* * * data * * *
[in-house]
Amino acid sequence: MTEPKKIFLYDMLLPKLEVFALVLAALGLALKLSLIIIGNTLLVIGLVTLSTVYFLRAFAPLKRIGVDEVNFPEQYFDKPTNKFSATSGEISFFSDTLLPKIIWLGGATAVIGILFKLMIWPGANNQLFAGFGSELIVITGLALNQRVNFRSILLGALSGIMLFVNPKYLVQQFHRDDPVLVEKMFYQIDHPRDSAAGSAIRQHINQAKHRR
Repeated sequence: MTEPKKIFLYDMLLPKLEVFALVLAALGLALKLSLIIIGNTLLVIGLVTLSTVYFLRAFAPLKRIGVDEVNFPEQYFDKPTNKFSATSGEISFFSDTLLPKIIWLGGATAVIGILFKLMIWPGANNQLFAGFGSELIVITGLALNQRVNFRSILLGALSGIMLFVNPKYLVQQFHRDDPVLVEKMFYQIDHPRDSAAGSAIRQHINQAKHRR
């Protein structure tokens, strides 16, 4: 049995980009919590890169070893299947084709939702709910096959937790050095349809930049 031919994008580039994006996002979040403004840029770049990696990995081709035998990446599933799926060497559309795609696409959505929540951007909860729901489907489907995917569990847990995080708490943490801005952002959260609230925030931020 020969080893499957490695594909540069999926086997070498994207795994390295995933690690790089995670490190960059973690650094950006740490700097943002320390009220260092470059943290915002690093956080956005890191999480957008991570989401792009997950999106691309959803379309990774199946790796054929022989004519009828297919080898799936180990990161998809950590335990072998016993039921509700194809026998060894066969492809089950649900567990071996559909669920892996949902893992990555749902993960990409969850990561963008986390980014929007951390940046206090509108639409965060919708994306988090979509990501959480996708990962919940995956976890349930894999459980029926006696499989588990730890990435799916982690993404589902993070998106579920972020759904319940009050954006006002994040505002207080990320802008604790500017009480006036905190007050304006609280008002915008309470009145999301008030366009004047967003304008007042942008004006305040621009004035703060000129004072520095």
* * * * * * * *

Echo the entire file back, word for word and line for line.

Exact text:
[in-house]
Amino acid sequence: MTEPKKIFLYDMLLPKLEVFALVLAALGLALKLSLIIIGNTLLVIGLVTLSTVYFLRAFAPLKRIGVDEVNFPEQYFDKPTNKFSATSGEISFFSDTLLPKIIWLGGATAVIGILFKLMIWPGANNQLFAGFGSELIVITGLALNQRVNFRSILLGALSGIMLFVNPKYLVQQFHRDDPVLVEKMFYQIDHPRDSAAGSAIRQHINQAKHRR
Repeated sequence: MTEPKKIFLYDMLLPKLEVFALVLAALGLALKLSLIIIGNTLLVIGLVTLSTVYFLRAFAPLKRIGVDEVNFPEQYFDKPTNKFSATSGEISFFSDTLLPKIIWLGGATAVIGILFKLMIWPGANNQLFAGFGSELIVITGLALNQRVNFRSILLGALSGIMLFVNPKYLVQQFHRDDPVLVEKMFYQIDHPRDSAAGSAIRQHINQAKHRR
């Protein structure tokens, strides 16, 4: 049995980009919590890169070893299947084709939702709910096959937790050095349809930049 031919994008580039994006996002979040403004840029770049990696990995081709035998990446599933799926060497559309795609696409959505929540951007909860729901489907489907995917569990847990995080708490943490801005952002959260609230925030931020 020969080893499957490695594909540069999926086997070498994207795994390295995933690690790089995670490190960059973690650094950006740490700097943002320390009220260092470059943290915002690093956080956005890191999480957008991570989401792009997950999106691309959803379309990774199946790796054929022989004519009828297919080898799936180990990161998809950590335990072998016993039921509700194809026998060894066969492809089950649900567990071996559909669920892996949902893992990555749902993960990409969850990561963008986390980014929007951390940046206090509108639409965060919708994306988090979509990501959480996708990962919940995956976890349930894999459980029926006696499989588990730890990435799916982690993404589902993070998106579920972020759904319940009050954006006002994040505002207080990320802008604790500017009480006036905190007050304006609280008002915008309470009145999301008030366009004047967003304008007042942008004006305040621009004035703060000129004072520095």